English translation — you still have a drivers license.  If you appeal the suspension (you have 15 days to do this), then the DIC-25 is your driving permit until your appeal is ruled on by an administrative law judge.  If you do nothing, the yellow sheet is your driving permit for 40 days.  Either way, you are perfectly okay to drive if you have a Texas license.  At least for now.

Normally if you take the breath test and fail or if you refuse the breath test, the arresting officer confiscates your license on the spot. Again, this doesn’t mean you can’t drive.  You do, however, have to pay attention to the fine print.

If you take a blood test, then normally they don’t take your drivers license because they don’t know if you passed or failed the test.  In those instances, you have to check the mail for a letter from DPS indicating whether your blood result has triggered a possible suspension.  If it has, then you still have time to file your appeal.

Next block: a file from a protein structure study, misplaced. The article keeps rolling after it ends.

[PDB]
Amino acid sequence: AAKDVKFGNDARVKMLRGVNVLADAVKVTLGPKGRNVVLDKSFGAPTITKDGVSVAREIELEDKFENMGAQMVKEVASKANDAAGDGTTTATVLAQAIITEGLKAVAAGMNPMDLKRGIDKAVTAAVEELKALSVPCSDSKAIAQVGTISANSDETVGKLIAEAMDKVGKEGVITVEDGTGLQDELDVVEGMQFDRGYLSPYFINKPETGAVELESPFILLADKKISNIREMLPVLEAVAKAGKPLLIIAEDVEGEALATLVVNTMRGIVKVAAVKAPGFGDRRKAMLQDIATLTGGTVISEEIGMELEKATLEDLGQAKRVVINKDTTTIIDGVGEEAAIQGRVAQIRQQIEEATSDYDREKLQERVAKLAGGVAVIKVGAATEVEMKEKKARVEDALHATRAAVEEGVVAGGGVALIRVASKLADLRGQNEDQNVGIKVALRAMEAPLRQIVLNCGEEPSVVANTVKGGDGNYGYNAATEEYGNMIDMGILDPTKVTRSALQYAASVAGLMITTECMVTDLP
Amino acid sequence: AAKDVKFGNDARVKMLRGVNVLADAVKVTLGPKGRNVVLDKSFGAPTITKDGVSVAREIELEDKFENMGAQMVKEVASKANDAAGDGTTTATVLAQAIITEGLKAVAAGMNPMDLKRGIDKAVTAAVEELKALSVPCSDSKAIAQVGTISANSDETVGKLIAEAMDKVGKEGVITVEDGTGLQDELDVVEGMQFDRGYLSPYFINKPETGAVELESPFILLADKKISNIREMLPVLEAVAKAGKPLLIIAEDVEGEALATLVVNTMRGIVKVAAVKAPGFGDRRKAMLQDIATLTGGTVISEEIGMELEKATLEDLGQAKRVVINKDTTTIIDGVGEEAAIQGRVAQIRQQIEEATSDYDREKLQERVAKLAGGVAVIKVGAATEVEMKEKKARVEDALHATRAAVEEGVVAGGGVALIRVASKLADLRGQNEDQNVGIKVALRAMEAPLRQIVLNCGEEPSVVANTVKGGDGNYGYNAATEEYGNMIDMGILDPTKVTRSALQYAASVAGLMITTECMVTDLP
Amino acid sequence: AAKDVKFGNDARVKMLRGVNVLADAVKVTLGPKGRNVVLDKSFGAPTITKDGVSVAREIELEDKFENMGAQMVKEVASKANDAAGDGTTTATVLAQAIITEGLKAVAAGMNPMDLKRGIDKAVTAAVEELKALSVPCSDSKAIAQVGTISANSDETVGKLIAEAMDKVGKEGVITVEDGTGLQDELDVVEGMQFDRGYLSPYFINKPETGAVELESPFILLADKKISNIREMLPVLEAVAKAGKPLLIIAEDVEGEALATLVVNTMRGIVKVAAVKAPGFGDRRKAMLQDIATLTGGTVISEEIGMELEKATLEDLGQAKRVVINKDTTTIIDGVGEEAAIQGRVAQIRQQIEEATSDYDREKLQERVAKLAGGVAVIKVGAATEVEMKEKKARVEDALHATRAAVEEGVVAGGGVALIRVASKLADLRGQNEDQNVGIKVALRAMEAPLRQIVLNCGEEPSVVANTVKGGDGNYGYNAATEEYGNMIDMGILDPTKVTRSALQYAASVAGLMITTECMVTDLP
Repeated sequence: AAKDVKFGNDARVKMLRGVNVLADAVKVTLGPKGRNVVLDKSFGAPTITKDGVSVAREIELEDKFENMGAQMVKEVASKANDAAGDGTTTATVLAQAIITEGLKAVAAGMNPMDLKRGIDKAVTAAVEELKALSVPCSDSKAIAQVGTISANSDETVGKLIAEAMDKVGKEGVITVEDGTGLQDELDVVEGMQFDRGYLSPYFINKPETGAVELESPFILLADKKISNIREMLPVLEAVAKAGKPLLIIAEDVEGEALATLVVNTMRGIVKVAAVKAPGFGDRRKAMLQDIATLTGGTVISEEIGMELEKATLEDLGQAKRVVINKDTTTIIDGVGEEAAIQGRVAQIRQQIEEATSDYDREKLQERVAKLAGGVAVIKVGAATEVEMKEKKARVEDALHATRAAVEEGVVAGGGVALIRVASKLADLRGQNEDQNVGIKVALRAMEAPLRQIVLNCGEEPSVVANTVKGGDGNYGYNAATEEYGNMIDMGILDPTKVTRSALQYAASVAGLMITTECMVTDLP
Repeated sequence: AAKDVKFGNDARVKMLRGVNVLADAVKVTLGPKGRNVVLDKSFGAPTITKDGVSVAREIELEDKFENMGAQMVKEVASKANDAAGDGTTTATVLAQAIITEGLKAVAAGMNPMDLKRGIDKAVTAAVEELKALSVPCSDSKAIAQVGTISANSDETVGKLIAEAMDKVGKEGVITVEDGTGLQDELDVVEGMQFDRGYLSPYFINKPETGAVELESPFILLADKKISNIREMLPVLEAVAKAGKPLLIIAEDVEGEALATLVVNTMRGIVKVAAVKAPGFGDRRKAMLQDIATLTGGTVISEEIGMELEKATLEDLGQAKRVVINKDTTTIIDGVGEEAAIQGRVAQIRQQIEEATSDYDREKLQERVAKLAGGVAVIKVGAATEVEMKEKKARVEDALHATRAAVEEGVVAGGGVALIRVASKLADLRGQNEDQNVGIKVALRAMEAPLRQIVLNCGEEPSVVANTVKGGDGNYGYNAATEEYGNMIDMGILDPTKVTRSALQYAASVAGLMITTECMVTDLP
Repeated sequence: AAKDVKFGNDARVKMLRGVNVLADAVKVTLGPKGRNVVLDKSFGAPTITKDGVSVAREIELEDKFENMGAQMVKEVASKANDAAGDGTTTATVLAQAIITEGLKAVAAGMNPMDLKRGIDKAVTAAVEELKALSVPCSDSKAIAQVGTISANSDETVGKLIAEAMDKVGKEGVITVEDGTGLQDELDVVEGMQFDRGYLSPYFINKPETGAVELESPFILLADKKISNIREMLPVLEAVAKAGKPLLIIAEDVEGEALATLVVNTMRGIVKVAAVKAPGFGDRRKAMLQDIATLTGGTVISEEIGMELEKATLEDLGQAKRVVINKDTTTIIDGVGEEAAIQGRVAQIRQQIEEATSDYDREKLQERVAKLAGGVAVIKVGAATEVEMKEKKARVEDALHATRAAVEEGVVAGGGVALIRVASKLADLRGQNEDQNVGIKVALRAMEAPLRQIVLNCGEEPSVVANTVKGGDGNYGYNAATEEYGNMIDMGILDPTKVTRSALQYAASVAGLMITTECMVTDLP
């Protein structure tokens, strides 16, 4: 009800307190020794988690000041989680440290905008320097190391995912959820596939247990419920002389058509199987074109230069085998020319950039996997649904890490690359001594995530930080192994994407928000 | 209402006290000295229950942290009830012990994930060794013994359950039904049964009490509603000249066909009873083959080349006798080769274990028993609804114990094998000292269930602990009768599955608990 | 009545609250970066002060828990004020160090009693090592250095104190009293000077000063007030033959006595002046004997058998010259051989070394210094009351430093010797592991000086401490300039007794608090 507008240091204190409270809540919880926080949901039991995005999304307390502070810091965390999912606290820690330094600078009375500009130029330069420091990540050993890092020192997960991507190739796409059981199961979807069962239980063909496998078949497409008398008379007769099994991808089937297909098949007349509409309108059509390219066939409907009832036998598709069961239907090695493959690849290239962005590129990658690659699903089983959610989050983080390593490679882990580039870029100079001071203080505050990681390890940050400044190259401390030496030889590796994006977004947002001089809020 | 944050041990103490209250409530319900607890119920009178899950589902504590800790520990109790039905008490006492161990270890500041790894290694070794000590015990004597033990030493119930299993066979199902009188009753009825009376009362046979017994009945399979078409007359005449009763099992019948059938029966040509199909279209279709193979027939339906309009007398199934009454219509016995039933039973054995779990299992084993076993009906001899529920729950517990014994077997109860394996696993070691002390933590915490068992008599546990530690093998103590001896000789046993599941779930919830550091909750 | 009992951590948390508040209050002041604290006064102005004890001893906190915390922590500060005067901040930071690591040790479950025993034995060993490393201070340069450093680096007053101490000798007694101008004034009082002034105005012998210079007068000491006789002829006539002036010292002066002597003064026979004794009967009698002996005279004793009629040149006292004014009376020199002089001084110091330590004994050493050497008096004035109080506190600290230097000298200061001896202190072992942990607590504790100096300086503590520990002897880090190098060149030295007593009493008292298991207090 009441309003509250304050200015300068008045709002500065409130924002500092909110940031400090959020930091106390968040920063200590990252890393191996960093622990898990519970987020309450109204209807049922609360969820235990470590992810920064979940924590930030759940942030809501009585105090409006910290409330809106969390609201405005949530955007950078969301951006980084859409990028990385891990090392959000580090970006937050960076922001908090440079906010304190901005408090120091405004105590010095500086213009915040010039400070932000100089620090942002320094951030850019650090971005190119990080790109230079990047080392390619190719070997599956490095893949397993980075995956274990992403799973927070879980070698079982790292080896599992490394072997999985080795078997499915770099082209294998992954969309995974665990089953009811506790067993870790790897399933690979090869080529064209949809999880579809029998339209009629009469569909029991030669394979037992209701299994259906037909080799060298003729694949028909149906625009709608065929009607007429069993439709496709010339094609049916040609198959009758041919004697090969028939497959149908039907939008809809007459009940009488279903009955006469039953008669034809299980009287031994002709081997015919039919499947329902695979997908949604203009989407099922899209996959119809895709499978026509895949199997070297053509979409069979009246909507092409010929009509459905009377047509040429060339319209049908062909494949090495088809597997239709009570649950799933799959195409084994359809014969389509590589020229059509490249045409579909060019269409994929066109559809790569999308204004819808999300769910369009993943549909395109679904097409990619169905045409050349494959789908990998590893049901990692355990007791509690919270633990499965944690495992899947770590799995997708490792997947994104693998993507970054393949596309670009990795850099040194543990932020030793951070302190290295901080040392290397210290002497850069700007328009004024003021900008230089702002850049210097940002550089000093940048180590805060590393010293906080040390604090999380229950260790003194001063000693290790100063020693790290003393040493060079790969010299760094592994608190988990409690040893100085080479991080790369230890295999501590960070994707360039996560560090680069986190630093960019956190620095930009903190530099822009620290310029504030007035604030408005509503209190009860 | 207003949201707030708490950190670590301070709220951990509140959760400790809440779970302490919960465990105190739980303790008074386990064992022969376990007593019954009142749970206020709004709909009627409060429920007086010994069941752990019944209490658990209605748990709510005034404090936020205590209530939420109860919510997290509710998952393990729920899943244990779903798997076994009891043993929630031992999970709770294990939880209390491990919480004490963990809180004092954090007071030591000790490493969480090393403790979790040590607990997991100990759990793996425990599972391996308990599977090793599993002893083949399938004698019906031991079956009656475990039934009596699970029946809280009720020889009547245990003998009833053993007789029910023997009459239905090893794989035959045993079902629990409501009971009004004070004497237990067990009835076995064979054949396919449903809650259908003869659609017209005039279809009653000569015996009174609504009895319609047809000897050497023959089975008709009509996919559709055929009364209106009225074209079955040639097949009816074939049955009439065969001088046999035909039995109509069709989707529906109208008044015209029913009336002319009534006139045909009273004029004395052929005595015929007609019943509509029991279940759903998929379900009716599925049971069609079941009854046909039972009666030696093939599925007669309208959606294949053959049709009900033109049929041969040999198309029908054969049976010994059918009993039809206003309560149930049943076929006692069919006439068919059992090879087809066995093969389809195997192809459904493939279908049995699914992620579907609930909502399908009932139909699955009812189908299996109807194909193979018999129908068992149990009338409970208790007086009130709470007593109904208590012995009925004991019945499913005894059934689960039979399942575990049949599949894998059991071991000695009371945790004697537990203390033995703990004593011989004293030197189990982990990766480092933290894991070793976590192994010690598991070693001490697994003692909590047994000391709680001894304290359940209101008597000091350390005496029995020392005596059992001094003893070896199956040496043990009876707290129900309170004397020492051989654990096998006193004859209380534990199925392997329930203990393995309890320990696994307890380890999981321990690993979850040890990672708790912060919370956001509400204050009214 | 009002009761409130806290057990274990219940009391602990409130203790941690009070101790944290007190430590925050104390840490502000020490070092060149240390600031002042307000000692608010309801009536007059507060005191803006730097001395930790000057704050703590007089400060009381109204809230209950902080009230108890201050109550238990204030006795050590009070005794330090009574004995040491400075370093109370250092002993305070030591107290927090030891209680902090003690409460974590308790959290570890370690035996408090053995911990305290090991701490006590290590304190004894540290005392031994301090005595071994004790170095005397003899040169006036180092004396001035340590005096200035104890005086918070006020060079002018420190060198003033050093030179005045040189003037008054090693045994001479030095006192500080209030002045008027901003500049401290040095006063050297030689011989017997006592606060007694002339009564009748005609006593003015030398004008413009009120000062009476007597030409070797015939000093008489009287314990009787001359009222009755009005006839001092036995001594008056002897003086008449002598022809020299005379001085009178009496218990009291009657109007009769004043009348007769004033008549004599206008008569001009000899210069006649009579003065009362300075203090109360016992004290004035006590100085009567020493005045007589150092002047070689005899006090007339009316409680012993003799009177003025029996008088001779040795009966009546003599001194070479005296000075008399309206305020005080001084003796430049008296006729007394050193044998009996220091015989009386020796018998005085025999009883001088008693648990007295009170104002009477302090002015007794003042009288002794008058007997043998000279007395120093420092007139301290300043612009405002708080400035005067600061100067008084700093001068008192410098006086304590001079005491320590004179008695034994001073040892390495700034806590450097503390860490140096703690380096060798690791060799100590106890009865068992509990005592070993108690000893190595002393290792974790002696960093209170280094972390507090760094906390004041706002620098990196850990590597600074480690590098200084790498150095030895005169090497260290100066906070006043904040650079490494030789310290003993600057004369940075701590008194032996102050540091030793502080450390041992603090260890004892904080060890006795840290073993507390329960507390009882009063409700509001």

If you’re in the situation where you were just arrested for driving under the influence within the past few days, then you’re still in a position to maximize your full options with regards to your driver’s license.  You can appeal the officer’s decision to ask you to take the breath test and you can get an occupational driver’s license in the event your license is ultimately suspended.

Unlike a fine wine, your options don’t get better with age.  So now is the time to get into decision mode.

*Jeremy Rosenthal is an attorney licensed to practice in the State of Texas.  Nothing in this article should be considered legal advice.  For legal advice about any issue, you should consult an attorney directly.  Communicating to the attorney through this blog does not constitute an attorney client communication and nothing communicated herein is considered privileged.